Now, you may have heard of the term ‘Patrol Corner’ before. This is not the same as the Patrol Den. The Patrol Den is a permanent place the Patrol can call its own. The Patrol Corner is a small section of the Troop Meeting room that the Patrol can retire to during the Troop meeting.
Many Patrols in the past would have portable dividers they would use to partition out their Corner. These they would decorate like their Patrol Den. Just about everything said here applies to the Patrol corner as well in a smaller, portable way. The Patrol corner is a great place to start if, for some reason, you are having trouble with the Patrol Den. It is virtually a miniature Patrol Den that serves as the particular home of a Patrol during Troop meetings.
If your Troop is just getting started implementing the Patrol System, having Patrol corners partitioned out of the Troop room and Patrol meetings partitioned out of the Troop meeting is a great way to start. I hope, though, that you continue in pursing a real Patrol Den as well!
Call to Action
If you are a Scout, I will borrow the words of William Hillcourt by saying:
“Every top-notch Patrol wants a den of its own for its meetings. It you haven’t one yet, get a hustle on!”
If you’re not the Patrol Leader, tell him and the rest of the Patrol about this and be willing to work hard to make it happen. If you are the Patrol Leader, then tell your Patrol about the Patrol Den and what an opportunity it is to make your Patrol better! It may take a lot of patience, dedication, and creativity, but in the long-run, I’m sure you will succeed in having a Den of your own!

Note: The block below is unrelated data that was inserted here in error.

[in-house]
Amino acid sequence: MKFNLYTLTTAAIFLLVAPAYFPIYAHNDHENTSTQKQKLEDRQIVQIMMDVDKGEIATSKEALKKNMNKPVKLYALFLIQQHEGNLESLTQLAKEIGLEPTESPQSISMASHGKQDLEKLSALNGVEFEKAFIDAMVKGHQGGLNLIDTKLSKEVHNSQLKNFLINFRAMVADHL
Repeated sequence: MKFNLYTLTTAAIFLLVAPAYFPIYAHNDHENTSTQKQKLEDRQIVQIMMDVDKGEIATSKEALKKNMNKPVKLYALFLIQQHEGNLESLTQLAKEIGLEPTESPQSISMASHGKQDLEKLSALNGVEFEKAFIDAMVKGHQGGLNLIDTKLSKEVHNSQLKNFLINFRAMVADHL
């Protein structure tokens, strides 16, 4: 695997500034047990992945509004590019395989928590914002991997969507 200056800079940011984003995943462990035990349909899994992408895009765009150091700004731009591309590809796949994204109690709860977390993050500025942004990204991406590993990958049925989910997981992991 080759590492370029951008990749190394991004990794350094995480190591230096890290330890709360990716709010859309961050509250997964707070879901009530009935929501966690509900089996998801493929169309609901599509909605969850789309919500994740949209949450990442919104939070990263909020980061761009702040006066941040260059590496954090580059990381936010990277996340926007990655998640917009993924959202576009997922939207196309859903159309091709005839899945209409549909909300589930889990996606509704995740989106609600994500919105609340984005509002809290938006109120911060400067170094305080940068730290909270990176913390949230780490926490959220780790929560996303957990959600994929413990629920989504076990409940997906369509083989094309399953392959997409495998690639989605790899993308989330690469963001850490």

If you are a Scouter working to put the Patrol System into practice in your own Troop, then it starts with teaching the Scouts about all of this stuff and what it means. It will take time, and you will have to start off slow. You may try Patrol Corners and Patrol Meetings during the Troop Meeting time to start out with. Once the Scouts get used to that and the P.L.’s understand the responsibilities of leading their Patrol, then encourage them to take the initiative in getting a Patrol Den. Perhaps make it a contest to see which Patrol can have a Patrol Den and regular Patrol Meetings first! Start slow, and don’t get frustrated if things don’t work right away. The Patrol System is challenging to implement, but the rewards are immense!
For more reading on the subject, I recommend John Thurman’s “Patrol Leaders’ Handbook”. It can be found at http://thedump.scoutscan.com. This link will take you right to it:
Another helpful reading from this site is a 1952 English book called “Patrol Corners and Dens” by Edward G.W. Wood. This link will take you right to it:
Many thanks to the one/ones who maintain this resource of historical Scouting documents!
Some more great reading about the Patrol Meeting can be found at http://inquiry.net. These links will take you right to the articles:
Many thanks to Rick, who maintains this resource on traditional Scouting!
Thank you for reading this post! I hope you got some great info out if it about the Patrol Den. I looked around on the Internet for more resources and articles about the Patrol Den, and I couldn’t find any! The Patrol Den is such an important part of the Patrol System and building Patrol Spirit, it is a shame it isn’t talked about more often!
Please take the time to share this info with the Scouts and Scouters you know! The Patrol Den is one important aspect that needs to be Rediscovered by modern Scouting.
If you have any comments and/or questions, leave them in the box below. Did your Patrol ever have a Patrol Den? What do you remember of it?
Thanks again for reading, I hope you visit again!
*All images in the post are from historical editions of the Boys’ Life Magazine. Many thanks go to the journalists who chronicled Scouting’s History!